March 1999

Japan has been much influenced by China and Prussia. From its late 19th century origins the modern economy has always been the means to the political ends: social solidarity and national autonomy. Economic thinking owes more to Friedrich List than to Adam Smith: it is obviously capitalist, but slightly less obviously developmental, rather than liberal, capitalist.

The real economy has rigidified into a first tier of competitive industries and a second and third tier of protected industries: it is a unique example of "arrested Listianism". The financial economy continues to have balance sheet difficulties as the financial services industry itself has been heavily protected. Much corporate restructuring is inevitable over the longer term.

Personal financial behaviour is strongly oriented to principal guaranteed products and there is great popular suspicion of marketable securities. Personal financial assets are 59 per cent held as cash and deposits -- Germany 41 per cent, France 34 per cent, UK 22 per cent and US 16 per cent -- the financial psychology is closest to that of Germany and quite distant from the Anglo-Saxon paradigm.

Japanese corporate governance is determined by high decisional untransparency and high social solidarity. It is stakeholder value type and is M&A negative -- resistance from both management and labour. The Anglo-Saxon type is shareholder value and is M&A positive -- resistance from neither management nor labour. The positions are once again very distant.

The M&A market is a leading indicator for the MBO and PE markets. Disclosed M&A transaction values rose strongly during the credit bubble to a peak of JPY3.1tr and then declined to a 1994 low of JPY0.4tr before rising again to a record JPY3.4tr in 1998. Cross-border deals are over-represented in the disclosed figures: considerable domestic "in-in" activity is occurring.

Venture capital firms originated in the 1970s as securities house affiliates and also took a very stakeholder oriented approach. This historical tail is still wagging the investor return dog. Japanese venture capital is fairly described as the ultimate in hands-off investment. There is total reliance on the exit of OTC market IPOs. There have been damaging booms and busts.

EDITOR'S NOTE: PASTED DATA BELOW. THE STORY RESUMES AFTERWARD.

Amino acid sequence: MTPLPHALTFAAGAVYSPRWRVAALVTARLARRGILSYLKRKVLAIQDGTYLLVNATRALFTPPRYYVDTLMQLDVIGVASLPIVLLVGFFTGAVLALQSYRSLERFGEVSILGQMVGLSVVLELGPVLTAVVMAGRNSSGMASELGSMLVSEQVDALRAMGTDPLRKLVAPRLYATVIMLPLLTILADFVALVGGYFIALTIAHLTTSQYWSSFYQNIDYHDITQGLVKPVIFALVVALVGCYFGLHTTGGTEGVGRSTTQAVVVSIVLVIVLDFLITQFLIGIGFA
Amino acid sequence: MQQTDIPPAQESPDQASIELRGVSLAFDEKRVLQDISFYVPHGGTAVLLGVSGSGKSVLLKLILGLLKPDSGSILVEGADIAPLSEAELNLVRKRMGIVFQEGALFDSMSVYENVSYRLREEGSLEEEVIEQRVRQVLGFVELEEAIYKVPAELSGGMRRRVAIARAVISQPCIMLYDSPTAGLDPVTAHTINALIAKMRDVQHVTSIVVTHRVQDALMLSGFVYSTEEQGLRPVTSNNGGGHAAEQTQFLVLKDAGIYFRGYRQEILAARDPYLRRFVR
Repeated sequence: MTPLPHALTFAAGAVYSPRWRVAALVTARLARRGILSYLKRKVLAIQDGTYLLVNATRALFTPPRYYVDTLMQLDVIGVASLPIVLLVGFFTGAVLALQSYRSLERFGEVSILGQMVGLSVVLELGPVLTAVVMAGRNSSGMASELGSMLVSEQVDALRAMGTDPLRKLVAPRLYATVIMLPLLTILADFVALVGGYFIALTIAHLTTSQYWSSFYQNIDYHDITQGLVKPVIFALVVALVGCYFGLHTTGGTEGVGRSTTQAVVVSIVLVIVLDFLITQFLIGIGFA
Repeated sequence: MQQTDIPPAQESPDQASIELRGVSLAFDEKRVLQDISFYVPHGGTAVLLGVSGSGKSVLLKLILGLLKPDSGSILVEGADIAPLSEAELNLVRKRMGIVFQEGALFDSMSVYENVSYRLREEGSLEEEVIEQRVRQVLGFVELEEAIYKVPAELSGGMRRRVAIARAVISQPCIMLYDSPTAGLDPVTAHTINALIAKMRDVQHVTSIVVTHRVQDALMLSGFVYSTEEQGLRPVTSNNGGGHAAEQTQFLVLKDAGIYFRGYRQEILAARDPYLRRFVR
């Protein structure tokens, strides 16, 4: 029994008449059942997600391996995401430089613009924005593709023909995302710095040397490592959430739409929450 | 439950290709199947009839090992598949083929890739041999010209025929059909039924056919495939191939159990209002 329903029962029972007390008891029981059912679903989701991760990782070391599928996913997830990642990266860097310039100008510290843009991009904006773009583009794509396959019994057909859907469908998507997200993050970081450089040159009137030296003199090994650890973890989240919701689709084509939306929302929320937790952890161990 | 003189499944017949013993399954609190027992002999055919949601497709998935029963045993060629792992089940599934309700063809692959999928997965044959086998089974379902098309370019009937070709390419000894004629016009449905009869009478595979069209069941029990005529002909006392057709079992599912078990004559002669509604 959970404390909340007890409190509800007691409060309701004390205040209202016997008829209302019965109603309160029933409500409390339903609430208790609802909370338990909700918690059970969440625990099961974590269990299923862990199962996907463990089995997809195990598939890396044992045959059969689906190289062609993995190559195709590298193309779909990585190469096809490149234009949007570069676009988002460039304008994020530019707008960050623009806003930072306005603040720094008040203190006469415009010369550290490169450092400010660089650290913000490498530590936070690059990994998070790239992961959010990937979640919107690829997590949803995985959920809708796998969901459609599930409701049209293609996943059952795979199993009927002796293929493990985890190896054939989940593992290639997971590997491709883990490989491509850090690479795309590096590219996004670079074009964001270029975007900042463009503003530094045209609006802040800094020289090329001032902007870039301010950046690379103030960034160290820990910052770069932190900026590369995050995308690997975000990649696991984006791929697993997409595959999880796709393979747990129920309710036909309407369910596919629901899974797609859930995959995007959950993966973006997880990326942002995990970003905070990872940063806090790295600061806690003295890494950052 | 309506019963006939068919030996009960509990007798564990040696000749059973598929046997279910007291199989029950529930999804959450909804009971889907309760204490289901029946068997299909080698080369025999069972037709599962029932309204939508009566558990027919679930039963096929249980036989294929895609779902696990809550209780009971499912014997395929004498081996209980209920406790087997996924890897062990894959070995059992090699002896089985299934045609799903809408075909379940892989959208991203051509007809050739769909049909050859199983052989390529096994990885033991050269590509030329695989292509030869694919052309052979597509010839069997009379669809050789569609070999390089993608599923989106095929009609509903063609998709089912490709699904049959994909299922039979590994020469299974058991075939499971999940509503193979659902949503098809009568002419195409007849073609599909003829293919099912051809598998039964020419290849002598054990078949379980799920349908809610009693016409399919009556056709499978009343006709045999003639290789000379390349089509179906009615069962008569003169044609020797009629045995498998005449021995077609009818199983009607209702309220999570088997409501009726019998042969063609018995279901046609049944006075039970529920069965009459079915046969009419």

Ten disclosed MBO transactions have been made to date: all comparatively small in scale and half having originated out of foreign capital companies. Logically, the volume market should be disposals made by the Japanese corporate giants. However, senior management doubts the capabilities of its own salaryman employees and favours trade sales for relationship reasons.

PE as an alternative asset class has been assiduously studied by the Japanese investing institutions. However, in post-credit bubble shock and constrained by consensus management, they are unable to move. Given Japanese stakeholder value attitudes, there is a dearth of quality investable property on the market. PE dealing is available, but has come to nothing.

Elsewhere PE has been remarkably successful: venture capital in the US and MBOs in the EU principally. With the EU and US peaky and Other Asia unattractive, there is interest in a Japan simplistically viewed as being at the bottom. Japan PE professionals are concerned that there will be excessive funding, a shortage of investable properties and damaging accidents.

Japan is change within continuity. The M&A negative attitude will slowly move Germanwards to M&A neutral, while the restructuring of the second and third tier industries picks up. The M&A market should therefore continue to grow strongly. The MBO market should follow M&A, but with considerable delay. The venture capital market will remain largely unchanged.

Copyright 1999 by Analytica Japan - All Rights Reserved